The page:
Good question. I could fish and golf… but not every day. I considered teaching an online class or consulting. I didn’t know what I would do. I prayed about it.
One February morning I woke up with a clear picture of what I would do when I retired. “I’m going to be a published author,” I told my sweet husband.
He didn’t cast a bit of doubt over my decision. “You can do it! What are you going to write?”
Another good question. I had published education pieces in professional journals. I had written children’s stories for my students as an early childhood educator. Continuing in either direction would have made sense. “I think I’ll write a novel,” I told him.
I used my week of Spring Break, to draft a business plan for writing. I then started writing the novel and researching writing conferences. I honed my skills by completing self-imposed writing exercises. I attended the Write-to-Publish conference in Wheaton, Illinois for two days once the semester ended. There I attended workshops, networked with other authors, agents, and editors, and pitched my book to Eddie Jones of Lighthouse Publishing of the Carolinas.
One Saturday evening in early August I received an email confirming one of the stories I had written as an exercise had been accepted for publication in Chicken Soup for the Soul. I went to bed happy. The next morning I wanted to show Tom the email, but when I opened my email account I not only had the email from Chicken Soup for the Soul, but a new message from Eddie Jones. It was a contract to publish Breathing on Her Own.
I spent the next few months teaching my final classes at the university, finishing my novel, and making plans to move to Florida for the winter. Tom and I enjoyed two wonderful winters in Florida. He didn’t golf and fish every day, but enough to make him happy. He bought a fishing boat the first year. The second year we bought a used truck camper and pretended we were young enough and agile enough to climb into the bed above the cab of the truck without a worry in the world.
Tom continued fishing and golfing. I continued writing every day. I wrote a second novel set in Door County, Wisconsin. My third book was about a widow who found her way back to living a full and happy life after losing her husband to cancer. The fourth one focused on a teacher caught in the middle of the “sandwich generation” scenario, caring for her mother while juggling a husband, and son at home. The fifth book I drafted was a romantic suspense where the main characters are in their early twenties.
In my spare time during those first two years of retirement, I published another story in Chicken Soup for the Soul, had a couple of articles published in The Lookout Magazine, wrote for Home Health Aide Digest, and began work on a nonfiction book tentatively titled Write it on the Doorframes. It is a book on Christian parenting.
Breathing on Her Own was released in March of 2014. Tom was as excited as I was. We had a party in Florida. We had another one in Ohio when we came home in June. It seemed 2014 was turning out to be the best year ever. We decided to sell our Ohio home and downsize. While we were downsizing our living space, we upgraded our camping space and bought a used fifth wheel camper. Life was good.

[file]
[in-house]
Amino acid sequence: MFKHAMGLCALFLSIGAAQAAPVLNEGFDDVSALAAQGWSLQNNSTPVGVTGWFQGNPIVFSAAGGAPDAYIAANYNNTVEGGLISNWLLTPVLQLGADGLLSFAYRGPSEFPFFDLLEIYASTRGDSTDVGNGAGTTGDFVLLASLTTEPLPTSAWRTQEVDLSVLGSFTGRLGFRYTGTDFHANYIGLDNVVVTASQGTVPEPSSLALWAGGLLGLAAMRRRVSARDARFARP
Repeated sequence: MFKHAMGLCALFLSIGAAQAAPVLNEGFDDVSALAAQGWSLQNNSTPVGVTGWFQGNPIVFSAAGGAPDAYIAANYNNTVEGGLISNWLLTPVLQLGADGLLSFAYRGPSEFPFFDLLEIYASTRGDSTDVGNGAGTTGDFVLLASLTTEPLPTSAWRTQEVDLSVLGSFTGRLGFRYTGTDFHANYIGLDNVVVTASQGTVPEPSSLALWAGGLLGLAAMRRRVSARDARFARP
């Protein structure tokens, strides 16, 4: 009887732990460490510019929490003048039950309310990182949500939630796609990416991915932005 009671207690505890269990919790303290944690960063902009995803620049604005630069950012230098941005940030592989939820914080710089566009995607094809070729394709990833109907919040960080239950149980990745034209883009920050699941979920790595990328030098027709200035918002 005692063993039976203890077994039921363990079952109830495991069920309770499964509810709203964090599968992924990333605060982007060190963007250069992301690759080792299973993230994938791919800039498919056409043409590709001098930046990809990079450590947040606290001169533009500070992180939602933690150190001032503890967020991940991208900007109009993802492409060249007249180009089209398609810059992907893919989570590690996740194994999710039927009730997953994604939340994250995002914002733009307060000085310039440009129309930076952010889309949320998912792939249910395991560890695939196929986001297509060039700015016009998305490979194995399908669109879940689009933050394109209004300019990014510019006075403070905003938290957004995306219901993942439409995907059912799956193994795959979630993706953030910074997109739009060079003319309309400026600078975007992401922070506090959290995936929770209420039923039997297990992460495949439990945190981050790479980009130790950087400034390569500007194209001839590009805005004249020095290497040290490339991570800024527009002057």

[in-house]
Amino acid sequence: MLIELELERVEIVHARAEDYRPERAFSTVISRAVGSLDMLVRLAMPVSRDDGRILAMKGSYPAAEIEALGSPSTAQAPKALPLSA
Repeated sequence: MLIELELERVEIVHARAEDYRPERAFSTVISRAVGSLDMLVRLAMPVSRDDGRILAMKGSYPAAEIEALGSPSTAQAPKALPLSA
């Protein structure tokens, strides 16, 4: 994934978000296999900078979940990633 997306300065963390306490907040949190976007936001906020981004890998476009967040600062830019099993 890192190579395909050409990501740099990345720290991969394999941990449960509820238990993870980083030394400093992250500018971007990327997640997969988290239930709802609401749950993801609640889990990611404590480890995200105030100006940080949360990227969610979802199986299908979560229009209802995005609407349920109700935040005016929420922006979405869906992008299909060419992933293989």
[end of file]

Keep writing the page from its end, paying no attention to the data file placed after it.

I purposefully did not even try to publish any of my other books. My publisher said it takes nine months to a year for a first book from an unknown author to “grow legs” and build an audience. Tom and I discussed a timeframe. The plan was to leave for Florida November 1st. I would spend November and December polishing the second novel. We would be in Florida in February of 2015 when the Florida Christian Writers Conference takes place. I would have the book ready to pitch to Eddie Jones or another publisher at that time. It was a plan.
October 29, 2014 was a beautiful sunny day. In a few days we would be heading back to Florida. After lunch, Tom headed out for his daily bicycle ride. I headed to my computer to work. A few minutes later I received the call telling me Tom had an accident.
Tom’s tire went off the pavement, throwing him into a tree.
Yes, he was wearing a helmet.
No, there was no one else involved.
Two hours later, my precious husband of forty-three years was pronounced dead. Though it wasn’t announced, part of me died that day, too.
Losing Tom has been the most difficult experience of my life. I find comfort in knowing it was his time. I have every evidence of it. The Bible tells us our days are numbered and that our life span is determined before we are even born. (Psalm 139:16)
I looked at my success in writing as a gift from God. God knew when Tom would leave this earth. He knew I needed something to do. A purpose. My writing provided all of that. However, I was stuck and I couldn’t figure out why.
I managed to keep my blog going. I piddled around with my books. Some needed tweaking while others needed some serious revision. “I should be publishing these!” It was the voice in my head. The voice telling me I was letting God down by not doing what he commissioned me to do. The same voice telling me in some way I was letting Tom down, too. The voice of disappointment.
Two and a half years after Tom’s death I made the decision to move to a different house. Downsizing had been our plan anyway. Moving is both physically and emotionally exhausting. The process, though, brought with it more than fatigue. It brought clarity.
I came to realize I needed those first couple of years to mourn -not to publish. I needed that time to heal. And I came to understand that the books I had drafted were indeed a gift from God. He had given me those so I would have a place to start when I was ready to return to my writing. I’ve since forgiven myself for not publishing any novels during that difficult time of my life. And I’ve now given myself permission to enjoy a new and different life. A life that honors God…and Tom.
I’m listening to a new voice. It is the voice of courage and determination. It is the voice of New Beginnings.